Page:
Steve Jordan looks at the delicate topic of getting paid as the difficulty of doing so appears to increase throughout the industry.
During my time in this industry, which is a little longer than most I suspect, I have seen our industry become a commodity. Large, powerful companies have for decades pretended to undervalue our services. I say ‘pretended’ because I am sure they know that, without us, their mobility programmes would be in tatters, but they have chosen not to reward us. Why? Because we have let them or, at least, have never been able to discover an antidote to the poison that is the race to the bottom. We have always rolled over and tried to find ways of converting our efficiency and hard work into savings for customers who don’t show that they appreciate what we do and continually push for more.
Now, it seems, we have a further indignity to endure. Having worn our hands to shreds trying to provide the excellence these customers demand – they don’t pay us. Why? Because they don’t have to and because we let them get away with it. They are big and strong, we are not. We have little choice. Or do we?
There are three culprits: our agent partners, corporate customers and Relocation Management Companies (RMCs). This story focusses mainly on the corporate world and, in particular, the RMCs for which contributors have reserved their most toxic venom.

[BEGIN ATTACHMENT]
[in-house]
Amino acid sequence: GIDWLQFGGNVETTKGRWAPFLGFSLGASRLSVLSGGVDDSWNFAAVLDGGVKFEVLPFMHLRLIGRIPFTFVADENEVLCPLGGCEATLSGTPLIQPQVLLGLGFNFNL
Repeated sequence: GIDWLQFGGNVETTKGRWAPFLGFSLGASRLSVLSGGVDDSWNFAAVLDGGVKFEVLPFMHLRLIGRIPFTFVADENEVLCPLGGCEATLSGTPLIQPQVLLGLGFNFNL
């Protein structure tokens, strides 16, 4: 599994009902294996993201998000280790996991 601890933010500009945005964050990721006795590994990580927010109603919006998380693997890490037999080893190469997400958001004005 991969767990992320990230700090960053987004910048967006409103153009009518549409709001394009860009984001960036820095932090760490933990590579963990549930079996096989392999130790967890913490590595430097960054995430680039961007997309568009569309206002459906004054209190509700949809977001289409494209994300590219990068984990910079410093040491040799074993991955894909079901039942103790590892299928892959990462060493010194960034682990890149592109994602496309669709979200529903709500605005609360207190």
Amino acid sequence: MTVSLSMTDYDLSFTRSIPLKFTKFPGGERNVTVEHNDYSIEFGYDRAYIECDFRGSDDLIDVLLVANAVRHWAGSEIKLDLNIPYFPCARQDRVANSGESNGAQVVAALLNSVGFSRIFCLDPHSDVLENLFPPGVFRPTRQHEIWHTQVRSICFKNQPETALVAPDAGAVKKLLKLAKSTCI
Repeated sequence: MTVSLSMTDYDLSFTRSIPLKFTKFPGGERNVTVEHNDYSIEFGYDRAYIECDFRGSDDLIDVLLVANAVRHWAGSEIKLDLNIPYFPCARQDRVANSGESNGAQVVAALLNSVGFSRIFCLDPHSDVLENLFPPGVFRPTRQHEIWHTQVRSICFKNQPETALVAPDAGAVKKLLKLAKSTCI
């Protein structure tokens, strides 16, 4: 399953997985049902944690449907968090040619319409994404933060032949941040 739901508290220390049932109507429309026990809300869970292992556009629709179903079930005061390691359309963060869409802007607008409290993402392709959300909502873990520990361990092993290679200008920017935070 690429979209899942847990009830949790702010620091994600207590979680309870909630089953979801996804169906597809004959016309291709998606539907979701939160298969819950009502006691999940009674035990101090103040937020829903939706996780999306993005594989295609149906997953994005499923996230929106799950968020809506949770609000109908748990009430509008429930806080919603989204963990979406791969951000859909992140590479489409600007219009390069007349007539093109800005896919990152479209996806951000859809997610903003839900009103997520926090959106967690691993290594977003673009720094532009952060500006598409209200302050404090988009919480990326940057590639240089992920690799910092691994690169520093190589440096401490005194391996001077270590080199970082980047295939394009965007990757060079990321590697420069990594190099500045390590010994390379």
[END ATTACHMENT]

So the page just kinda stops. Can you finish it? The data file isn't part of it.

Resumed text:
I am not planning on naming any company or individual in this story except where I have their permission to do so. That’s because people will always share their true feelings when they know they will not be exposed and suffer commercial consequences. That’s the only way to get to the truth.
In doing my research I simply asked a dozen or so companies, at random, about their experiences with the payment of accounts. Almost everyone came back with tales of woe sufficient for me to believe that there is a widespread problem. Talking to people at the recent IAM conference, and listening to some of the business presentations (especially IAM Trusted), confirmed it ...
Photo: Steve Jordan.